The Lincoln Memorial's form, like the Parthenon of ancient Athens, a neoclassical temple, often suggests to some that Lincoln is deified here but Henry Bacon, Daniel Chester French the sculptor, Jules Guerin the artist, all tried to show us something different.
It is true that Lincoln's words are lasting in terms of their power, their significance, their eloquence. But Lincoln was quite human and he's portrayed as such in this memorial. I think the opposite might be true. It is a temple but its purpose is to remind us that if Lincoln, a man with little formal education, could achieve the presidency, could lead us through a great civil war, and aspire to remind us of what this nation had become and should achieve, then any citizen at any level in our society could do the same.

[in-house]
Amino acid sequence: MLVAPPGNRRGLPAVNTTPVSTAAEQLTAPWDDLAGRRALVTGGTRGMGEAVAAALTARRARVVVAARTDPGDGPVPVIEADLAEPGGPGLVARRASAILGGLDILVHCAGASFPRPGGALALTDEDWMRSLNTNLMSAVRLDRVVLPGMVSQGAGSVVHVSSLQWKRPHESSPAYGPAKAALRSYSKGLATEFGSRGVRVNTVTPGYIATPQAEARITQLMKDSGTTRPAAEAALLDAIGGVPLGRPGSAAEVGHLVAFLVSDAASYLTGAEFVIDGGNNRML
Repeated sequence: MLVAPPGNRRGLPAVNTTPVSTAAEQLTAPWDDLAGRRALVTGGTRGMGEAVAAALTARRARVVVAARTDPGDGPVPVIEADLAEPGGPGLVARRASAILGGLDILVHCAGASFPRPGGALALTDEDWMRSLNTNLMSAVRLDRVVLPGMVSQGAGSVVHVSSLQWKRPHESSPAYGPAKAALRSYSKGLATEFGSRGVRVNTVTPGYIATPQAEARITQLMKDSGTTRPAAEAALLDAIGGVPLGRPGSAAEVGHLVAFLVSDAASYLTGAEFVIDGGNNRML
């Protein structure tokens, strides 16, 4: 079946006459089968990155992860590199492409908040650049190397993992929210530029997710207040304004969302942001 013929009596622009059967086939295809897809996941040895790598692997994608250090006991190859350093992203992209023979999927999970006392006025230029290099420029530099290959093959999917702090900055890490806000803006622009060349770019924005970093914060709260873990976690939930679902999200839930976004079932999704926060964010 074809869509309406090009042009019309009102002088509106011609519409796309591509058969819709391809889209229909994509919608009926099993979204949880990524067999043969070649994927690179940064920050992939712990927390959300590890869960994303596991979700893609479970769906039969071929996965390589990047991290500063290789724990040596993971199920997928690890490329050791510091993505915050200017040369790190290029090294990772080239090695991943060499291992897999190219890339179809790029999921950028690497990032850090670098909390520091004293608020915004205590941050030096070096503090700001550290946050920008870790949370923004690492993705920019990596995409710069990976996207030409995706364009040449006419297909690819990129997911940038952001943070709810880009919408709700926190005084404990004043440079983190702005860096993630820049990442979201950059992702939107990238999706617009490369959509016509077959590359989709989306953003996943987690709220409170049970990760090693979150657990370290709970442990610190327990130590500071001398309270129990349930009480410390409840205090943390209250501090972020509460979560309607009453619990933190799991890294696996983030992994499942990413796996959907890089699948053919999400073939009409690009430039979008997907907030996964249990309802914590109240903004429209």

In a nation where the Capitol of the United States is crowned with a statue that reminds us of liberty and freedom in the distance, where the Washington Monument in the foreground reminds us of the father of our country's efforts to create the constitution. Lincoln at the far end of the pool reminds us of what it took to preserve all that others had sought in the beginning, what our nation may face again in the future, and what any citizen coming here should always be reminded of. Not that Lincoln had all the answers. None of our presidents ever will. But that he participated, he led, he forced us to imagine what our nation should do and should achieve, should preserve, and should extend the very liberty that those other symbols remind us of.